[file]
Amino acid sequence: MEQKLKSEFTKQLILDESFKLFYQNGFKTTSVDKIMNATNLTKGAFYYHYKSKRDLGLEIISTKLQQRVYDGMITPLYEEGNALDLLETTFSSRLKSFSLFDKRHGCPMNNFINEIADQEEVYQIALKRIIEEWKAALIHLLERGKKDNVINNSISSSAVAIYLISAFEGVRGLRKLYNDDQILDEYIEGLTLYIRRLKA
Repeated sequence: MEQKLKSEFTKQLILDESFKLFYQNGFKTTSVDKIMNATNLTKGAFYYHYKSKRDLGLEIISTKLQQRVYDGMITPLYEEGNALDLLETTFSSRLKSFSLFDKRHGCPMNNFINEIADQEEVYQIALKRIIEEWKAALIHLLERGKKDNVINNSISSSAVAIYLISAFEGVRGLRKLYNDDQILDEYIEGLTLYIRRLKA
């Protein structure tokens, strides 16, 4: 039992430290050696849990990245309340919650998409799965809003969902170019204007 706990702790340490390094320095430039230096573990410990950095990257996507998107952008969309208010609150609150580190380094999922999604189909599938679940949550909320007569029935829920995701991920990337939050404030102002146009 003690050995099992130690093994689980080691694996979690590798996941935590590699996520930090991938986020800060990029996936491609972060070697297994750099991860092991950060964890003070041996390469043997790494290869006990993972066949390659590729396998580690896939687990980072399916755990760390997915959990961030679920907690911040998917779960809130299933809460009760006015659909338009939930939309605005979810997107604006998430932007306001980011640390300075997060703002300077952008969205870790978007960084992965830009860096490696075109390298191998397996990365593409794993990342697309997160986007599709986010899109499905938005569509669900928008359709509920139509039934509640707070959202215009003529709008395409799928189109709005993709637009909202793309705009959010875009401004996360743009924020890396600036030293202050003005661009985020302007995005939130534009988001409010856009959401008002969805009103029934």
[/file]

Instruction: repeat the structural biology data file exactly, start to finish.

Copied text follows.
Amino acid sequence: MEQKLKSEFTKQLILDESFKLFYQNGFKTTSVDKIMNATNLTKGAFYYHYKSKRDLGLEIISTKLQQRVYDGMITPLYEEGNALDLLETTFSSRLKSFSLFDKRHGCPMNNFINEIADQEEVYQIALKRIIEEWKAALIHLLERGKKDNVINNSISSSAVAIYLISAFEGVRGLRKLYNDDQILDEYIEGLTLYIRRLKA
Repeated sequence: MEQKLKSEFTKQLILDESFKLFYQNGFKTTSVDKIMNATNLTKGAFYYHYKSKRDLGLEIISTKLQQRVYDGMITPLYEEGNALDLLETTFSSRLKSFSLFDKRHGCPMNNFINEIADQEEVYQIALKRIIEEWKAALIHLLERGKKDNVINNSISSSAVAIYLISAFEGVRGLRKLYNDDQILDEYIEGLTLYIRRLKA
């Protein structure tokens, strides 16, 4: 039992430290050696849990990245309340919650998409799965809003969902170019204007 706990702790340490390094320095430039230096573990410990950095990257996507998107952008969309208010609150609150580190380094999922999604189909599938679940949550909320007569029935829920995701991920990337939050404030102002146009 003690050995099992130690093994689980080691694996979690590798996941935590590699996520930090991938986020800060990029996936491609972060070697297994750099991860092991950060964890003070041996390469043997790494290869006990993972066949390659590729396998580690896939687990980072399916755990760390997915959990961030679920907690911040998917779960809130299933809460009760006015659909338009939930939309605005979810997107604006998430932007306001980011640390300075997060703002300077952008969205870790978007960084992965830009860096490696075109390298191998397996990365593409794993990342697309997160986007599709986010899109499905938005569509669900928008359709509920139509039934509640707070959202215009003529709008395409799928189109709005993709637009909202793309705009959010875009401004996360743009924020890396600036030293202050003005661009985020302007995005939130534009988001409010856009959401008002969805009103029934």